Twitter announced two new products to its Direct Messages channel that give businesses large and small another way to help potential customers.
talk small, hear small, eat, sleep and breathe small. Because when you’re trying to connect with a small business, you must understand everything about those who run them.
Consumers are bombarded these days with loyalty programs from every direction. The average household has 29 loyalty memberships across retail, financial services, travel and other industries. Loyalty perks continue to evolve. A free dessert or 5% off the toilet paper you were going to buy anyway isn’t cutting it any longer. Customers are beginning to resent having to use a merchant card to enjoy the cost break. True loyalty comes from learning who your customers are, building a relationship with them and encouraging them to share their experiences with their family and friends. And companies like Sephora, REI and Nordstrom are doing just that—mixing up their programs to drive loyalty.
Large grocery chains such as Whole Foods have jumped on the local food bandwagon by finding niche local food suppliers. But it’s not always easy for these small stores to expand at the rate needed to meet Whole Foods’ unforeseen order sizes. Some local businesses even choose to reject Whole Foods’ requests in fear that their product quality will suffer. But when local businesses do accept the call to the big leagues, Whole Foods is patient with companies trying to meet these large order requests.
We’ve officially arrived at the robot era of conducting business. And the bots are more personable than we could have imagined. Speaking like humans, to humans, on human platforms.
While it may seem obvious how small business vendors and big name fast-food chains can drive one another’s success, it is not always clear just how much skin small businesses have in the fast-food game.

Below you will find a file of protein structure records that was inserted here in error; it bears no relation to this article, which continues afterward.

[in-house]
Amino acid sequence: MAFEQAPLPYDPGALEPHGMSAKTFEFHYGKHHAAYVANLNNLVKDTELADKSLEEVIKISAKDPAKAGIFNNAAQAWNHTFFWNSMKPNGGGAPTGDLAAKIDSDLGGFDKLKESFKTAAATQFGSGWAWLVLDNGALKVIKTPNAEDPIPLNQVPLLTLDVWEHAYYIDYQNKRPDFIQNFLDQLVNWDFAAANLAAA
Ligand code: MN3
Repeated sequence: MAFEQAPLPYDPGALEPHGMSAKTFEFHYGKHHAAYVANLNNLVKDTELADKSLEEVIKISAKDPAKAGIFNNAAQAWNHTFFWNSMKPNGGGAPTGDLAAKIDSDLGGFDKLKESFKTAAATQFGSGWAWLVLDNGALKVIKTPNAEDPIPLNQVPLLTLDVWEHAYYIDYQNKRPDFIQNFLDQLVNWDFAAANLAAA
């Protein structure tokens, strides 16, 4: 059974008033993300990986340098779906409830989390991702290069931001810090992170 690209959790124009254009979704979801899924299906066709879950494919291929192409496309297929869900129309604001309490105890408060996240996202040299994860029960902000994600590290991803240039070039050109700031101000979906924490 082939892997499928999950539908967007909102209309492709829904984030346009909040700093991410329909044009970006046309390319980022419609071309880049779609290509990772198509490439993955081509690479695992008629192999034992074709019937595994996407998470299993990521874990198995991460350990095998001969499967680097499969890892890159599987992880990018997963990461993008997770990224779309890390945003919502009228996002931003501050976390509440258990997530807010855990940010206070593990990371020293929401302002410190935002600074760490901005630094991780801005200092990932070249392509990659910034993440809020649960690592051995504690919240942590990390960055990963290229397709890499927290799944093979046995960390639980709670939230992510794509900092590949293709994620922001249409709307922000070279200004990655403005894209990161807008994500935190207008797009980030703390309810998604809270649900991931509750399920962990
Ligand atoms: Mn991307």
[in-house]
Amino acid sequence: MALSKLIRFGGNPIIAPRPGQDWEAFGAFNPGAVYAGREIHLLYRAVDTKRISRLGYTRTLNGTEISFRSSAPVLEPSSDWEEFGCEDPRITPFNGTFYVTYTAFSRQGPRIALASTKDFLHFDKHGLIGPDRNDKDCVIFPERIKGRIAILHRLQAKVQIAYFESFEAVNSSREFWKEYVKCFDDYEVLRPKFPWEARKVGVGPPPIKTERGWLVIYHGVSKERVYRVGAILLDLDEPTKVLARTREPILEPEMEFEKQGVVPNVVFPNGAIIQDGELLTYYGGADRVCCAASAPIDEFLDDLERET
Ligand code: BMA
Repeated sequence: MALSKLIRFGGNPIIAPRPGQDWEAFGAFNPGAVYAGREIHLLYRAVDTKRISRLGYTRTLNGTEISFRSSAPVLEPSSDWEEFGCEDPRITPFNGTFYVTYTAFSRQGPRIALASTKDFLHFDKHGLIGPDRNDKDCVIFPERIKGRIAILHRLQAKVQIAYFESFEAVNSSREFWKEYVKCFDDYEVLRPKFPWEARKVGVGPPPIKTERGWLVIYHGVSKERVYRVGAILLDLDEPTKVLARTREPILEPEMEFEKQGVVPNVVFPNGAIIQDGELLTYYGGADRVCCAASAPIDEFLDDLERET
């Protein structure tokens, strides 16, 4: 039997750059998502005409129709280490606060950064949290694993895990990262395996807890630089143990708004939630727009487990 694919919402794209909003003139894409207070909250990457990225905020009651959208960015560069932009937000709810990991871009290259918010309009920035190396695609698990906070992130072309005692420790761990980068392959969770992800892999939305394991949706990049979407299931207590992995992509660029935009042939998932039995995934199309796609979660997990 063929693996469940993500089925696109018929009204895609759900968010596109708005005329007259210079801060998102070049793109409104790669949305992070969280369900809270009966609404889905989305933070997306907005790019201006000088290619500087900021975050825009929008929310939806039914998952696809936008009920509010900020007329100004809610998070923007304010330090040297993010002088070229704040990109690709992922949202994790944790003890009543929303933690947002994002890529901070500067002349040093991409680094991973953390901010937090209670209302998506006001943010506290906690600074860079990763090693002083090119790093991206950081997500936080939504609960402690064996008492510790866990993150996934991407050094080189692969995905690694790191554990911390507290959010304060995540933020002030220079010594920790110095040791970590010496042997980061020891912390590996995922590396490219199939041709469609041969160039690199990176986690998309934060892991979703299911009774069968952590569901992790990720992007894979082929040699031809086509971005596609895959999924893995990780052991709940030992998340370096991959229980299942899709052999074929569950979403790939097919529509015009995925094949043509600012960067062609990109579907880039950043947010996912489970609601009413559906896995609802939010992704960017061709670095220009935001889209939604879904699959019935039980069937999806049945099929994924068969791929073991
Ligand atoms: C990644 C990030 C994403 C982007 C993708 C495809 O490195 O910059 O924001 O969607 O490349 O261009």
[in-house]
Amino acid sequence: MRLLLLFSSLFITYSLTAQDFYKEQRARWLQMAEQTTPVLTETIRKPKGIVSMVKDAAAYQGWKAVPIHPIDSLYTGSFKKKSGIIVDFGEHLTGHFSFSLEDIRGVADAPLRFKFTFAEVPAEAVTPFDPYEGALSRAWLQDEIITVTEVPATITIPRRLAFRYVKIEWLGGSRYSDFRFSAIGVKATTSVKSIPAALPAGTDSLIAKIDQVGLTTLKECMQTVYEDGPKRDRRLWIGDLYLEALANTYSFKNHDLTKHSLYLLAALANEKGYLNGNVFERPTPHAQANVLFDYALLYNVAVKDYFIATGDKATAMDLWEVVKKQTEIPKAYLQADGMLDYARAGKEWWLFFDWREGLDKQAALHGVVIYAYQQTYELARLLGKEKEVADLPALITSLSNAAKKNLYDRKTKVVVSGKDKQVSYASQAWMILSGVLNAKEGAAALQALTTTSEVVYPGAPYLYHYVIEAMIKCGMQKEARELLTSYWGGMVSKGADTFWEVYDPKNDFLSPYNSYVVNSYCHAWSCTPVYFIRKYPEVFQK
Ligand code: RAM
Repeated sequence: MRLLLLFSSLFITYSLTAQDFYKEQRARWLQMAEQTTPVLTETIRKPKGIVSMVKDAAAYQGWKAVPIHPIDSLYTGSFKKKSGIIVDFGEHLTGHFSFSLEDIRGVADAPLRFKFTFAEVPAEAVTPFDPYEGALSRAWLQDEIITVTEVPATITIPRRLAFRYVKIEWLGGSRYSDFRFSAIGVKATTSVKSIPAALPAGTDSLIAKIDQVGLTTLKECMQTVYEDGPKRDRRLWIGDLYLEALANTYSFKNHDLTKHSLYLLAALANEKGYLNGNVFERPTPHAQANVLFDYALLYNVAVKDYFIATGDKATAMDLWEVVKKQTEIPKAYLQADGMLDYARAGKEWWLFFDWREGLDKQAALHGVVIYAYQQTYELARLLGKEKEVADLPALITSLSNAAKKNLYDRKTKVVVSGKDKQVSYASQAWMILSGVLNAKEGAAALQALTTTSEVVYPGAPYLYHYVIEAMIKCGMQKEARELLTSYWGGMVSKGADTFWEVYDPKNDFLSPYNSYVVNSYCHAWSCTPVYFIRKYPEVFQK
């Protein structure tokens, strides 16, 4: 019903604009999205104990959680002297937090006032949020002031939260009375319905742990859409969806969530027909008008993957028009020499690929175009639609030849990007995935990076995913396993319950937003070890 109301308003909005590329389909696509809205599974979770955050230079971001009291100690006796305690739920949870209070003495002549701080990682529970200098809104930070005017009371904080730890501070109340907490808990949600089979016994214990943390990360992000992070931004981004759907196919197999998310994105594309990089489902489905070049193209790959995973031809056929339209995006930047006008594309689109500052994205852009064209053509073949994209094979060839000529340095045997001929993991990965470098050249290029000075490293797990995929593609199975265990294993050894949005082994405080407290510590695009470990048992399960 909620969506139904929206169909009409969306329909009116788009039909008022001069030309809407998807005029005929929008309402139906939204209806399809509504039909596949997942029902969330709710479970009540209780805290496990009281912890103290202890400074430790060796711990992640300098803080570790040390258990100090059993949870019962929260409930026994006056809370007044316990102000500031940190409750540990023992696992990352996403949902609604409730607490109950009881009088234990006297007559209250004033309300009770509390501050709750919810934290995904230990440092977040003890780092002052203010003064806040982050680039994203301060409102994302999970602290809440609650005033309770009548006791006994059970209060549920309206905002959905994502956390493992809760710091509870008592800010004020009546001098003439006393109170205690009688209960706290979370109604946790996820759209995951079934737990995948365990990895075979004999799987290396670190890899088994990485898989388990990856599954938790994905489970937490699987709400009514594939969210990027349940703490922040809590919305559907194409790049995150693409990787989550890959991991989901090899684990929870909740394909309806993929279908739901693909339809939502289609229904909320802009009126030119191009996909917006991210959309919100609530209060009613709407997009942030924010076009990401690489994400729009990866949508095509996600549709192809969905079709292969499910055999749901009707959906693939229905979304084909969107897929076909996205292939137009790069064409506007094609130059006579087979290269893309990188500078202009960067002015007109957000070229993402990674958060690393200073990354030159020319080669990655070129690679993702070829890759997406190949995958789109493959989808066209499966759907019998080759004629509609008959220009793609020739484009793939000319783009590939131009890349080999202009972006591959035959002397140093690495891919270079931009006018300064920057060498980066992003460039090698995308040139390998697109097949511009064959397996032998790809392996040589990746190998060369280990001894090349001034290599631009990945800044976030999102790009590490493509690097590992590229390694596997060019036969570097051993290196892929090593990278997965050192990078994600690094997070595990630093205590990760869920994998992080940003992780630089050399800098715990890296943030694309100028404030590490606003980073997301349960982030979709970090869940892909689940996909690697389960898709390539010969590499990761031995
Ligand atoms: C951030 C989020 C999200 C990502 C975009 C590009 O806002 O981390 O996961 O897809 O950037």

Big companies have drastically changed the way they target potential employees over the past few generations. They’re saying goodbye to the days of strict, structured schedules and hello to freedom and flexibility in the workplace in order to attract Millennial talent.
Things are on the up and up for small businesses, based on the November SurePayoll Small Business Scorecard survey. While it isn’t a boom, it most definitely isn’t a bust as 38 percent of small business owners reported a good to great past year, and 12 percent reported they had the best year yet.
The ShopKeep Small Business Index (SSBI) reports that small business owners have broader concerns other than switching to EMV card readers. Though they are optimistic, many have worries as the holidays approach. Read more
Though small business owners may be weary of the market, cyber security is not something they worry about. The PNC Economic Outlook survey found that only one in 10 small business owners were concerned about cyber security. Richard Bynum, executive vice president and head of business banking at PNC Bank, explains that “It is a big concern because it doesn’t take much more than one breach to have that nightmare scenario.” Read more
According the Etsy’s second annual consumer report, 86% of their sellers are female. And if you don’t think a shop on their site is a small business, think again.
What began as a taxi service is now a business model. New app-based services like Uber are giving small businesses the flexibility to get things done from anywhere.
If you want to see the direction the economy is heading, look at the drivers and builders. Literally. Freight trucking grew nearly twice as fast as any other small business industry in the past year. And five of the 10 fastest growing industries are tied to construction.
Knowing their job title may not matter to a shop owner. Try this bad-ass job title generator for another reason why.
As consumers fall in love with online services, they’re demanding similar experiences in their B-to-B life.